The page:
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BMC Surg. 2016 Sep 5;16(1):61. doi: 10.1186/s12893-016-0177-7.

Interprofessional work in operating rooms: a qualitative study from Sri Lanka.

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Daphne Cockwell School of Nursing, Ryerson University, 350 Victoria St, Toronto, ON, M5B 2K3, Canada.
Daphne Cockwell School of Nursing, Ryerson University, 350 Victoria St, Toronto, ON, M5B 2K3, Canada.
Faculty of Medical Sciences, University of Sri Jayewardenepura, Colombo, Sri Lanka.



A growing body of research shows links between poor teamwork and preventable surgical errors. Similar work has received little attention in the Global South, and in South Asia, in particular. This paper describes surgeons' perception of teamwork, team members' roles, and the team processes in a teaching hospital in Sri Lanka to highlight the nature of interprofessional teamwork and the factors that influence teamwork in this setting.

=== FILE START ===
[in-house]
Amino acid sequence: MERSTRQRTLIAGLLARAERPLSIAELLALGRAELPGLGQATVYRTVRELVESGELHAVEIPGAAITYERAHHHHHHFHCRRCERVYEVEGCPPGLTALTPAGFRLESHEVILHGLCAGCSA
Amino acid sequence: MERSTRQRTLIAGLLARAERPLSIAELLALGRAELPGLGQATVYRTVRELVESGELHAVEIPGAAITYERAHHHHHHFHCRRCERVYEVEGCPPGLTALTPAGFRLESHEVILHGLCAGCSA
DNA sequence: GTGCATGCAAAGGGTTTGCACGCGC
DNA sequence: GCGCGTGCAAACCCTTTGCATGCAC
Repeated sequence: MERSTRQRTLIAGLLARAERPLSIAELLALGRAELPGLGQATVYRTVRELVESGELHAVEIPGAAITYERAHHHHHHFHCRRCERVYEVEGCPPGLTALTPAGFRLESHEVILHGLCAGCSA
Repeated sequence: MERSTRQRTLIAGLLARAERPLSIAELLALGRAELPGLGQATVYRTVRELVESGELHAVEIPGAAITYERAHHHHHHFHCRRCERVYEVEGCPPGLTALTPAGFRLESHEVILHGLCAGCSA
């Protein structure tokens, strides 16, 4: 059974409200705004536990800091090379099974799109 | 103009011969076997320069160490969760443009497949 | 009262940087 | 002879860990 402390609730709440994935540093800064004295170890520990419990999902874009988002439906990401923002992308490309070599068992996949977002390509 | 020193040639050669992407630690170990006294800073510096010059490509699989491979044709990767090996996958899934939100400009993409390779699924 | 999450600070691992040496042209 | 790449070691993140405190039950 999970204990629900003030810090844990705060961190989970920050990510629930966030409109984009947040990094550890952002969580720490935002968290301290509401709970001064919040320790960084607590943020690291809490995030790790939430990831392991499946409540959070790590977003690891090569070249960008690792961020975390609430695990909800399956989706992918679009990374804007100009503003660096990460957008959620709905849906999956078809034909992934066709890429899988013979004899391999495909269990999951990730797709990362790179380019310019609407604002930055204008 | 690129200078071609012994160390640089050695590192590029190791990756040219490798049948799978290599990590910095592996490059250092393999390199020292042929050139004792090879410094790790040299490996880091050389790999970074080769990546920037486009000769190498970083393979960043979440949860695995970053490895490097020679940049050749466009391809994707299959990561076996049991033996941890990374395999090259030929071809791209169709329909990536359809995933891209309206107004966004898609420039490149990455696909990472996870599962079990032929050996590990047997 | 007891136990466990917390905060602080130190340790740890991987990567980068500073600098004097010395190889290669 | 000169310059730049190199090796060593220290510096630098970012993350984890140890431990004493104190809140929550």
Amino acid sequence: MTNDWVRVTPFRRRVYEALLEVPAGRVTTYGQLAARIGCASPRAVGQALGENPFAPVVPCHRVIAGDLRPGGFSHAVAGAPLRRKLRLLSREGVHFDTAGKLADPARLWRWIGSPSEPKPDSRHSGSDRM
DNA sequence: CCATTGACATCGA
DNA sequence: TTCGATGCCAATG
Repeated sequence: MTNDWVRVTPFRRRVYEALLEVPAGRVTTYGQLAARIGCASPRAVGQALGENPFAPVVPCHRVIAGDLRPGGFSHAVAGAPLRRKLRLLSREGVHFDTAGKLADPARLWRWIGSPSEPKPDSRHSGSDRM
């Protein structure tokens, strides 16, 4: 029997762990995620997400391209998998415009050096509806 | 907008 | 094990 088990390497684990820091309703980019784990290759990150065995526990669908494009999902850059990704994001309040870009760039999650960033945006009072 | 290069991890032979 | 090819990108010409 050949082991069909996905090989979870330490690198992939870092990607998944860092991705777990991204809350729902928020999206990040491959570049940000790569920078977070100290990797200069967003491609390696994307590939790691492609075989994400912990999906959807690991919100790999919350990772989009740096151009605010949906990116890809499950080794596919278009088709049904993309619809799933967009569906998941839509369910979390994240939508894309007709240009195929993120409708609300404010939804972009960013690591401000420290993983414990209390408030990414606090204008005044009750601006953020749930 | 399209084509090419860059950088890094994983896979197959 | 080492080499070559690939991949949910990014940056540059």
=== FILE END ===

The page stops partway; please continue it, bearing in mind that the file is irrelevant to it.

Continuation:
Data gathered from interviews with 15 surgeons were analyzed using a conceptual framework for interprofessional teamwork.


Interprofessional teamwork was characterized by low levels of interdependency and integration of work. The demarcation of roles and responsibilities for surgeons, nurses, and anesthetists appeared to be a strong element of interprofessional teamwork in this setting. Various relational factors, such as, professional power, hierarchy, and socialization, as well as contextual factors, such as, patriarchy and gender norms influenced interprofessional collaboration, and created barriers to communication between surgeons and nurses. Junior surgeons derived their understanding of appropriate practices mainly from observing senior surgeons, and there was a lack of formal training opportunities and motivation to develop non-technical skills that could improve interprofessional teamwork in operating rooms.


A more nuanced view of interprofessional teamwork can highlight the different elements of such work suited for each specific setting. Understanding the relational and contextual factors related to and influencing interprofessional socialization and status hierarchies can help improve quality of teamwork, and the training and mentoring of junior members.


Interprofessional work; Sri Lanka; Surgical errors; Teamwork

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